About 10 years ago, Grant Morrison had a brief tenure at Marvel which he spent trying to whole heartedly destroy the X-Men. In the middle of that, he took the time to write Marvel Boy, an interesting little mini-series about an alien soldier who has been stranded on earth. I’ve been very tough on Morrison on this blog (and will continue to be so), but I remember this series fondly. So I was a little surprised to see that it’s as guilty of the usual shoddy storytelling his comics usually offer. If you read a lot of reviews about Morrison’s work, the following observation often comes up: Great concept guy, poor storyteller. And while it’s redundant to go back to that well, it’s really the best way to describe him. I would take it a step further. He’s a brilliant concept guy. Just freakin’ brilliant. The sheer depth of characters, concepts, and realities the man comes up with on a daily basis is astounding. And Marvel Boy is no exception. Morrison throws out so many expansions on the Kree (Aforementioned alien race) Mythology, that it would take Marvel a year to fully capitalize on them. Not to mention Dr. Midas, a truly great Marvel villain in search of a truly great story. But then you get to the other side of Morrison. The side who can’t seem to tell a simple story without adding more exposition than a U. N. Resolution about the evils of exposition.  That side is in full force here. And so what starts as a taut thriller, ends up as an incomprehensible mess. I know I’m spending a lot of time talking about a series that I’m culling, but I’ve taken a lot of shots at Morrison without really explaining why.

The man seems to be incapable of telling a coherent multi-issue story. The man loses track of characters and plot lines like I lose my glasses. It’s not that bad in something like Marvel Boy, but extremely noticeable in something like Final Crisis, a story so bad it makes Marvel Boy look like Middlemarch. There are comics he’s written I enjoy (All-Star Superman, and…well…I guess just All-Star Superman then), but they are too few and too far between considering his status as the most popular comic writer alive today. And he is. People love him. I don’t think I’ll ever understand why.

CULL

Next up: Moon Knight!

The Great Comic Book Cull Of 2010/2011 Part 14 – DC Comics: The Justice League!

This one almost killed me. Seriously. It turns out that no other book demonstrates how good DC comics can be, but also the horrible depths that they can fall to the way that Justice League does.

So before I start I need to give you some Justice League context.

1960-1984 – The “Let’s All Be Superfriends” Years:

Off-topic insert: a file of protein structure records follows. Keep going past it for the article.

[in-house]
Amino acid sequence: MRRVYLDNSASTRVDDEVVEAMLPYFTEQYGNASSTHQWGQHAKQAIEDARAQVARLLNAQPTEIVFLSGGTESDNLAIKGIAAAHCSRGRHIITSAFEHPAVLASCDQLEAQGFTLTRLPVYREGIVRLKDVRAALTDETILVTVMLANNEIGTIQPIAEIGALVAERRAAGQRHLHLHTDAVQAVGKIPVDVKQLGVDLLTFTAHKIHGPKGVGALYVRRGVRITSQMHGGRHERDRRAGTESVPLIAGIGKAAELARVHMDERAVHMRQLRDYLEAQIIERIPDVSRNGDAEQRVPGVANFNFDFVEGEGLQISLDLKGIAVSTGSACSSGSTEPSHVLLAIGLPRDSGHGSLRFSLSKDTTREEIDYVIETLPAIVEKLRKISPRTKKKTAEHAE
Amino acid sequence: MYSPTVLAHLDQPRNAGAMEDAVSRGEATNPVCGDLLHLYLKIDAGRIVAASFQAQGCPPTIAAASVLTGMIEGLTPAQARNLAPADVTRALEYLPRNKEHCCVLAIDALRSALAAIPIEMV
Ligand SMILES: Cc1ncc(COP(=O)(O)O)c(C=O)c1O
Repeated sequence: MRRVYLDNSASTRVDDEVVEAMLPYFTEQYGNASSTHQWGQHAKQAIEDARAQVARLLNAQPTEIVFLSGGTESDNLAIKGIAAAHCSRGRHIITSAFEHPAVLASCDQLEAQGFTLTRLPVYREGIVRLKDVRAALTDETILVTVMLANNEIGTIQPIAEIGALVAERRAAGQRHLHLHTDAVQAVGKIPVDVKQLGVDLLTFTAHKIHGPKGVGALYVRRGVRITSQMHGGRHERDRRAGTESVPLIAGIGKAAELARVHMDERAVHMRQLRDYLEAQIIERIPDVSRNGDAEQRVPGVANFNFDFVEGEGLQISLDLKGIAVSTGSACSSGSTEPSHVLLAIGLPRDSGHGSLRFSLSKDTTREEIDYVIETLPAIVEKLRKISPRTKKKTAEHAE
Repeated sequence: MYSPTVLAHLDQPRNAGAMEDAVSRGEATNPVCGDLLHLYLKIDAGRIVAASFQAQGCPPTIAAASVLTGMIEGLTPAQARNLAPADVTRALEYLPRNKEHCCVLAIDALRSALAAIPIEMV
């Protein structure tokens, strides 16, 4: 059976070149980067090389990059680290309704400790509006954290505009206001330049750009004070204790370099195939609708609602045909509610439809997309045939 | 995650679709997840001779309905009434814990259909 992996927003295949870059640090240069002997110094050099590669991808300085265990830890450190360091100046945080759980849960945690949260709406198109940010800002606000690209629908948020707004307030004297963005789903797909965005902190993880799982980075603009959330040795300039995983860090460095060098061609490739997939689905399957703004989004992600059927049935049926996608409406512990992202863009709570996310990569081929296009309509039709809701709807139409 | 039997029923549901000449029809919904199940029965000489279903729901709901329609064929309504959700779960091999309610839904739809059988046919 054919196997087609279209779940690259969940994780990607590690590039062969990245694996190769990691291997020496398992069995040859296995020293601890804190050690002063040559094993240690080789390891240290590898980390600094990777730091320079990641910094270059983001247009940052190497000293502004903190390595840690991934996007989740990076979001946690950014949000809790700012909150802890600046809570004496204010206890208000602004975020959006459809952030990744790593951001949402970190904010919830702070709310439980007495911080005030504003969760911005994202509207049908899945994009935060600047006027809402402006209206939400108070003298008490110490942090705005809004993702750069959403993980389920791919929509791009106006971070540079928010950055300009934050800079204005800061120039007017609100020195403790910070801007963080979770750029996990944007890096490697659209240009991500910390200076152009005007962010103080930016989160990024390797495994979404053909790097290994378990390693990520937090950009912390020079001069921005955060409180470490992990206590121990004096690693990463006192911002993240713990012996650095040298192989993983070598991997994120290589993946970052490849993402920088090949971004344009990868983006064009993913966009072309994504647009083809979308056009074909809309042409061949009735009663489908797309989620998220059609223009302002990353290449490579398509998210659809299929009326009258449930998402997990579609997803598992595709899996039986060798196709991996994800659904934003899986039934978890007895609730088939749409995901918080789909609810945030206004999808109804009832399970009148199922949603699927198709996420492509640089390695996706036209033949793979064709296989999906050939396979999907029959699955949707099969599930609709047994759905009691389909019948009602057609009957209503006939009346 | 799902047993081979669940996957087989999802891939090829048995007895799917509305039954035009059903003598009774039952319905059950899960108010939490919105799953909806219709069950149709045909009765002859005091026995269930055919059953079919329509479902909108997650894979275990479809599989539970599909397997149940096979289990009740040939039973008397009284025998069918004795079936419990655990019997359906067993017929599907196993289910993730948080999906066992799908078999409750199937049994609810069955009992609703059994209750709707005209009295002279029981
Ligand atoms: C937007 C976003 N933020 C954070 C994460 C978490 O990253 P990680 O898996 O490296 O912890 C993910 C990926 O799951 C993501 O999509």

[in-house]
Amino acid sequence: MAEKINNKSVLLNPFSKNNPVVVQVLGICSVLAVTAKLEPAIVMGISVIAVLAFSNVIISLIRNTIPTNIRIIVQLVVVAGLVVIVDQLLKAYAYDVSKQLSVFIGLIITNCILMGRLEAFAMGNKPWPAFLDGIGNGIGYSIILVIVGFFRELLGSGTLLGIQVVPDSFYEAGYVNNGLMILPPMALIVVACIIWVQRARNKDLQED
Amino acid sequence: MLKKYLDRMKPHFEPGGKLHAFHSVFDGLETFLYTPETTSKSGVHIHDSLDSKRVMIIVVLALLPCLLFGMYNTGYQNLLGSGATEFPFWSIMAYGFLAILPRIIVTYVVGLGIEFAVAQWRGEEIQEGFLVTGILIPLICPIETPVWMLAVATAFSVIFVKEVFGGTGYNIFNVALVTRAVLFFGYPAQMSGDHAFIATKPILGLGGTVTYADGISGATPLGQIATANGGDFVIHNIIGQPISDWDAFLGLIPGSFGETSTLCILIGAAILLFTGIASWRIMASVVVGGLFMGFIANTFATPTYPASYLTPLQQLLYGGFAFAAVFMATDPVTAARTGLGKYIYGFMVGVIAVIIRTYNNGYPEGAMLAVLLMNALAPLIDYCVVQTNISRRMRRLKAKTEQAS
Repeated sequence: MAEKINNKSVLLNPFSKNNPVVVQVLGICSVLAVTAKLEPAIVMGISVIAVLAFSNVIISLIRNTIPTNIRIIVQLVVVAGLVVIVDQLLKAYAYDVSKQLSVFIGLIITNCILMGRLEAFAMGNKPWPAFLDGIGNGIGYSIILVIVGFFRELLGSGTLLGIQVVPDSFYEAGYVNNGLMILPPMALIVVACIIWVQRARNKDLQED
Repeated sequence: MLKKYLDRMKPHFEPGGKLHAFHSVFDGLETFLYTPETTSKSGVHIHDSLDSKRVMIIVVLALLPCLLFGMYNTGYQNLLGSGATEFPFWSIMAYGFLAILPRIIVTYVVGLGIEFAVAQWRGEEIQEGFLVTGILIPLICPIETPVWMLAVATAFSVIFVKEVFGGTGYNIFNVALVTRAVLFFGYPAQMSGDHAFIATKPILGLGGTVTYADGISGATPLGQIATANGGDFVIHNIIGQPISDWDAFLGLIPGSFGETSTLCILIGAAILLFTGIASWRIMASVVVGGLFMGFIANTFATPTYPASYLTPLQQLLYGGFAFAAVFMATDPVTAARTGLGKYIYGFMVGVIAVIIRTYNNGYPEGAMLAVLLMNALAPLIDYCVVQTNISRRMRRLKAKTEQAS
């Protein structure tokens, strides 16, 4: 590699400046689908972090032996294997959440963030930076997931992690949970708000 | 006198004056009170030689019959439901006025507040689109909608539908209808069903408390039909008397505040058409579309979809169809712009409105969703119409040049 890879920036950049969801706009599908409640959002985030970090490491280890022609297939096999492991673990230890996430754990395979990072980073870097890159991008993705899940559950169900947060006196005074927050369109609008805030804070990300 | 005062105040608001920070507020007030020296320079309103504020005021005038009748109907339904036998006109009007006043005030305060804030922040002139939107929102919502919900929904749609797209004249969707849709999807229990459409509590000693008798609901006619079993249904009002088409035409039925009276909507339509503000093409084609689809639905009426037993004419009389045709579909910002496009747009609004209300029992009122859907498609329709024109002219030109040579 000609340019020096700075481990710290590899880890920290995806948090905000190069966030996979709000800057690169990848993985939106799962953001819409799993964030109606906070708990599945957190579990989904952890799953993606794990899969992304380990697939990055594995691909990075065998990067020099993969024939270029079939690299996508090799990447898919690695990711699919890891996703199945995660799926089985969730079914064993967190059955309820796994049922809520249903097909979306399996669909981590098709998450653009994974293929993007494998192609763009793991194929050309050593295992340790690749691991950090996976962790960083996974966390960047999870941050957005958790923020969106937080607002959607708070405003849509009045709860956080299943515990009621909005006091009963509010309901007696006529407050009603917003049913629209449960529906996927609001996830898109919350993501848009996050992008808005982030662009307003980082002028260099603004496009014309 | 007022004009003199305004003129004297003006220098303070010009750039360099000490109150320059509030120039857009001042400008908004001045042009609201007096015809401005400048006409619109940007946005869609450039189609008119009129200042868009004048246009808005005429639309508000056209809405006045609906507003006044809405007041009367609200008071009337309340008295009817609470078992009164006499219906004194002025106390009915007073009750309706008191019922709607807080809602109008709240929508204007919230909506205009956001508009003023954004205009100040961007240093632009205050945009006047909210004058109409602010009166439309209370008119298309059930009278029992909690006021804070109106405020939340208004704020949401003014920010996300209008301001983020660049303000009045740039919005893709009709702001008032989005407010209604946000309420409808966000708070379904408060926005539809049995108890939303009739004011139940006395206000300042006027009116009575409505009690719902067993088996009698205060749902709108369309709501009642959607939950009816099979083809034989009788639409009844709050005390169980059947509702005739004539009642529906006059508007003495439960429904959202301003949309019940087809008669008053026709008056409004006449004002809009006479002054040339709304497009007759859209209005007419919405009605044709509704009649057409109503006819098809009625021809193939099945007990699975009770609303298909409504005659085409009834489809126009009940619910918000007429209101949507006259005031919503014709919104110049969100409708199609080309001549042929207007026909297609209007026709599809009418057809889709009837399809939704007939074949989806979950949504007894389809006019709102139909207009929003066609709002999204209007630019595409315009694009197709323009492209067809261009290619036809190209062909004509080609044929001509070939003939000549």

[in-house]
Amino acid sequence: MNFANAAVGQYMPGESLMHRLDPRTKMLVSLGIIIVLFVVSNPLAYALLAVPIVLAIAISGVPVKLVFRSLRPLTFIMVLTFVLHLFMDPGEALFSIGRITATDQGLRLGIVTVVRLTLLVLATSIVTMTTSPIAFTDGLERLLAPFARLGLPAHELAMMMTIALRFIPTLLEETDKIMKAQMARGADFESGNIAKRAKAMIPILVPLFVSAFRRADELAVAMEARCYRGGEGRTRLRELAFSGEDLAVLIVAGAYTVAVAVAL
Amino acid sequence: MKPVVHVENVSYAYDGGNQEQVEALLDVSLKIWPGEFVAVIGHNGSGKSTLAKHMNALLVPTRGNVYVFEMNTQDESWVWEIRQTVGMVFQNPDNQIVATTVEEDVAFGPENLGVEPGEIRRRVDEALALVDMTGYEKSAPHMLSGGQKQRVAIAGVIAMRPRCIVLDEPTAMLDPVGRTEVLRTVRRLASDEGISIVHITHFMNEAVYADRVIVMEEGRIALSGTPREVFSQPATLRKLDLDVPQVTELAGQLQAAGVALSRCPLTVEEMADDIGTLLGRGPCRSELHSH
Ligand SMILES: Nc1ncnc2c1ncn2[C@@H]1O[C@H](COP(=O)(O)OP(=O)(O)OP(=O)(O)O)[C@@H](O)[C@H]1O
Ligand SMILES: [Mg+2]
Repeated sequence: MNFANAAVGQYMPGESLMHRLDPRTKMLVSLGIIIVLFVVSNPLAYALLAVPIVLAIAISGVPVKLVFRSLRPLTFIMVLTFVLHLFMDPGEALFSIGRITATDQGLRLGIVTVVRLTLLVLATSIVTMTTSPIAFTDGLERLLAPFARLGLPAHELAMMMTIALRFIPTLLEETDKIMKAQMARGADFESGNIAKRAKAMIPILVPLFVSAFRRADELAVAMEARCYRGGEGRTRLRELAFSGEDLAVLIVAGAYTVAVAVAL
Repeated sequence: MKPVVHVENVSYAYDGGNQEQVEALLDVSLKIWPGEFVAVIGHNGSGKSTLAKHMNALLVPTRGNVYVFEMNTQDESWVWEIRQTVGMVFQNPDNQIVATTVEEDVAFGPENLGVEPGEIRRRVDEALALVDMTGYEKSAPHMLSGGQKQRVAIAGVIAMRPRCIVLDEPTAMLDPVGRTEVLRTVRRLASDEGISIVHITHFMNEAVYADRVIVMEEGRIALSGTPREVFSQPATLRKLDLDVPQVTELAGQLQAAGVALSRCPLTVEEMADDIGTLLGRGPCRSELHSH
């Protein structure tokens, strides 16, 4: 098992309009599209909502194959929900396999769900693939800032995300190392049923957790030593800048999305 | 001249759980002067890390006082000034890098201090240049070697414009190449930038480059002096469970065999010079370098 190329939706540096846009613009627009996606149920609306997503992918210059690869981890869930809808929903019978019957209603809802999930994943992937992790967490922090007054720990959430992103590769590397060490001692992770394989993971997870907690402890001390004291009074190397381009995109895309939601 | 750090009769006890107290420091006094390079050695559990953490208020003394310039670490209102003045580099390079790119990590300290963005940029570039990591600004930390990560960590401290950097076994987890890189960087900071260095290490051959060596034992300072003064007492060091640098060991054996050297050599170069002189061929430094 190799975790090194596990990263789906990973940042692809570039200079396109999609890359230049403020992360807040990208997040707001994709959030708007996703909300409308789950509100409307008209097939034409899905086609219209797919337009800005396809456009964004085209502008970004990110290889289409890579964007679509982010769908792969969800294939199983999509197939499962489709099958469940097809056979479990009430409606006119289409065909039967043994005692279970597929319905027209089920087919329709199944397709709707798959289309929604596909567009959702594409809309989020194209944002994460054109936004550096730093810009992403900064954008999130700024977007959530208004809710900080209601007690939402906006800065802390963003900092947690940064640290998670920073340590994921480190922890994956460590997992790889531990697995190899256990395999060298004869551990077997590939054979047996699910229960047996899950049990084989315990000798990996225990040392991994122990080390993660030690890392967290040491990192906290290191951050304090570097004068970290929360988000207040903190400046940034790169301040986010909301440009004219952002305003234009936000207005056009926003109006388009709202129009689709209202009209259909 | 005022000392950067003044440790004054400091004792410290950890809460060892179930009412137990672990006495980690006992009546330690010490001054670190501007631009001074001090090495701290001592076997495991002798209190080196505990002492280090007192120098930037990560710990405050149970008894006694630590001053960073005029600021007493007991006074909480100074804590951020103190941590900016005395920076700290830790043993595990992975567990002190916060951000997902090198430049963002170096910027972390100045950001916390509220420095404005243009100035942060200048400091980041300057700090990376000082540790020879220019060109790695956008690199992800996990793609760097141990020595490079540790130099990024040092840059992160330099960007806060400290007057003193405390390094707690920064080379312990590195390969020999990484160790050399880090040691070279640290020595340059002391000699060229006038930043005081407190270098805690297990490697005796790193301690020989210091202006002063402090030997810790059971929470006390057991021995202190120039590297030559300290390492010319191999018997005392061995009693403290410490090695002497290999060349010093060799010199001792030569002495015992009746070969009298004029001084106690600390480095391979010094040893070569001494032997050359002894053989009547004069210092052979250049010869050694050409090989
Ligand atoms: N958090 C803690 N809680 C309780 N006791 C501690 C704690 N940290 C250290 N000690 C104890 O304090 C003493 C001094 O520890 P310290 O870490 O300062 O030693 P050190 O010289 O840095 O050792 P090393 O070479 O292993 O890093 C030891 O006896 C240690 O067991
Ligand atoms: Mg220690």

Putting all of their popular characters into one team along with a few fresh faces worked 

The JLA's first enemy: Telepathic Space Seafood

well for DC in the 1940’s with the Justice Society, and so DC decided to do it again in the early 1960’s to coincide with the resurgence of the superhero genre. The book originally starred Superman, Batman, Flash, Aquaman, Green Lantern, Wonder Woman, and the Martian Manhunter. This is important to remember. The line up changed over the years, with some members going away for extended periods of time, and some new blood joining. But the core premise was always that this was earth’s premier super team, and so it always had a core roster of earth’s A-List heroes. They did bring lesser known heroes onboard occasionally (Green Arrow, Red Tornado, Firestorm, Zatanna), but for the most part, this book focuses on big epic adventures, and didn’t spend a lot of time dealing with its heroes personal lives. Although this era is fondly remembered, I find that when I reread these stories very little sticks with me, and it comes across as a faceless blur of spandex.

 

1984-1986 – The “Why are there homeless people on the team?” Years.

The greatest Justice League tribute band in the mid-westAt the time, Teen Titans and X-Men were selling like crazy, and so DC attempted  to add some teen angst drama to its flagship book. The old JLA disbanded, and a new team was formed, composed of the 3 LEAST popular members of the old team, a spoiled trust-fund baby, an offensive Latino stereotype, and a homeless person. To no ones’s suprise, everyone hated it, and it didn’t last long.

1987 – 1996 –  The “Never met a cheap laugh we didn’t grind into the ground” Years:

And now the strangeness begins. There’s some context to note here. DC’s Crisis On Infinite Earths megacrisis happened in 1985-1986, and it really did a number on JLA continuity (If Wonder Woman is just becoming a hero now, how was she a founding member of the JLA? If Superman is a fairly recent hero, how was HE a founding member of the JLA?  If Hawkman is just arriving from Thanagar, who was the guy wearing wings in the JLA in the 1960’s and 1970’s. Questions, questions. ) For now, DC decided to ignore a lot of those issues, and rebooted the team again, this time calling it the JLI (Justice League International).

For this version of the team, they went for a combination of veterans (Batman, Martian Manhunter, Black Canary), recent A-listers who had never actually been part of the JLA before (Guy Gardner, Captain Marvel, Dr. Fate), and new faces who were a prominent part of the new universe that DC was creating at the time (Dr. Light, Blue Beetle, Booster Gold), etc. They also decided to make this book funny. Yes, funny.